Glenbard West tight end Nathan Marcus didn't choose Vanderbilt because he likes Nashville, the capitol of country music, or because he wants to compete in the SEC, the toughest football conference in the nation, or because it's only an hour-long plane flight from Chicago or because he wants to major in aerospace at an academic-minded institution.
No, Marcus chose Vanderbilt because he had a "gut feeling" about his decision and because his mother, who did extensive research on the recruiting process, apparently arrived at a positive feeling about the school even before her son did.
"I didn't have to think about it too much," said the 6-foot-5, 220-pounder. "It sounds like a clich but I felt it in my gut. You really have a gut feeling at what you want. I won't change my mind. If Vanderbilt recruits three tight ends who are better than me, I feel I can outwork them. I don't feel I will have any regrets."
Marcus' mother made sure her son didn't make a hasty decision, that he wouldn't regret not waiting for more scholarship offers that would be sure to come as the 2012 season goes along. He had six offers--Vanderbilt, Northwestern, Indiana, Duke, Boston College and Toledo.
"I'm glad to get it over with before it got crazy," he said. "I'm glad to get my mind made up before I get stressed out and maybe not make the right choice. In a clear head, there is no question in my mind that I made the right choice.
"I went to a lot of schools early and got a feel for other schools. When I went back to Vanderbilt a second time, I compared them all. Vanderbilt has great academics, as good as it gets for a Division I school. I know the SEC is the best conference for football but that didn't play a big factor in my decision.
"My family and coaches reminded me that I could wait for more offers. They wondered if I was holding out for a particular school. My mother made me think about it. She wanted to be sure that I wasn't making a snap decision. I think Vanderbilt was her decision for a long time. She liked the coaches, who were very honest to her, and the good education. In the end, I couldn't name another school I was interested in."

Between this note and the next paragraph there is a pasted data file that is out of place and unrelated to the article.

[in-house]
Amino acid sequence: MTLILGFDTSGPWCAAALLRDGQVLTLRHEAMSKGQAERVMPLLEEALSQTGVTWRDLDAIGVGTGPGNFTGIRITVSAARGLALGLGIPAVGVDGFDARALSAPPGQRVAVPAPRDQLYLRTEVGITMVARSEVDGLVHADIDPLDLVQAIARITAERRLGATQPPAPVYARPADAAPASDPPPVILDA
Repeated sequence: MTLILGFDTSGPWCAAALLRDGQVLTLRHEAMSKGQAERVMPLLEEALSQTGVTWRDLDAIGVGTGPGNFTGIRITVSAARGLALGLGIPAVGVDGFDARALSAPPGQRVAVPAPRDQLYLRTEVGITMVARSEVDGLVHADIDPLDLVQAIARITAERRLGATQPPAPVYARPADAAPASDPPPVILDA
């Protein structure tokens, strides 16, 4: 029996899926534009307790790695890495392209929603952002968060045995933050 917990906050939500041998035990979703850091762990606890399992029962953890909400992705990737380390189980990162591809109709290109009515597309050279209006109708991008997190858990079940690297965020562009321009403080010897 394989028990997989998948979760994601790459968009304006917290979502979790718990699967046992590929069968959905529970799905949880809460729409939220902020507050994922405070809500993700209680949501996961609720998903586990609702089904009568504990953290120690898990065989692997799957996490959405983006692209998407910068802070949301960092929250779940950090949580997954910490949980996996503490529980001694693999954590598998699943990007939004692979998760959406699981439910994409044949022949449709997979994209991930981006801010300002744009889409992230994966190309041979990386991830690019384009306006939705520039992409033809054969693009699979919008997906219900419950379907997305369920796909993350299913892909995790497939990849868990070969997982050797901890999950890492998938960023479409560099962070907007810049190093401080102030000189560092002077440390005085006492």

Glenbard West coach Chad Hetlet said Marcus was the earliest commitment he has had. But he didn't question the youngster's decision. "It is a good fit for him, the best of all worlds. He loves the academic end of it and I think he is excited to play in the SEC. Vanderbilt recruited him as good as anyone, if not better. He had no pressure to commit," Hetlet said.
Marcus is Vanderbilt's sixth commitment. The Commodores play in the SEC's East Division with South Carolina, Florida, Georgia, Tennessee and Kentucky. Alabama, Arkansas and Ole Miss, members of the SEC's West Division, also are on their schedule.
Growing up, he preferred basketball to football. His father persuaded him to concentrate on football. He enjoyed basketball because he was taller than other kids and able to dominate them. Then they began to grow and Marcus began to have more passion for football.
As a freshman, he was a wide receiver on a 70-man squad. On a team that was run-oriented, he mostly blocked and caught only seven passes. Then sophomore coach John Sigmund, looking for a tight end, pulled Marcus aside and suggested that he was big enough and would be a good fit at the position. As a starter, even as a blocker, he had fun.
As a sophomore on the varsity, he caught four passes in a game against York. A light bulb went on. "All of a sudden, people were talking about me and I began to think I could be going somewhere as a football player, that I was getting better," he said.
Last year, as college recruiters from coast to coast came to the Glen Ellyn school to evaluate defensive end Tommy Schutt (who went to Ohio State), Marcus began to get some attention. He hoped they took note of the film when he made two blocks against Wheaton Warrenville South in a nationally televised game on ESPN and put the defenders on their backs.
"I started to get pulled out of class to meet with coaches," he said. "I realized they were interested in me as a recruit. I met coaches from Iowa, Ohio State and Michigan State. I said to myself: 'OK, if I keep working hard and performing, I can play in college. My name will get to the colleges and recruiting will take care of itself.' I was surprised but really happy about what was happening.
"Now the pressure is off me. I miss getting pulled out of class and meeting with college coaches. But it feels great to know my future is settled. I have what I want."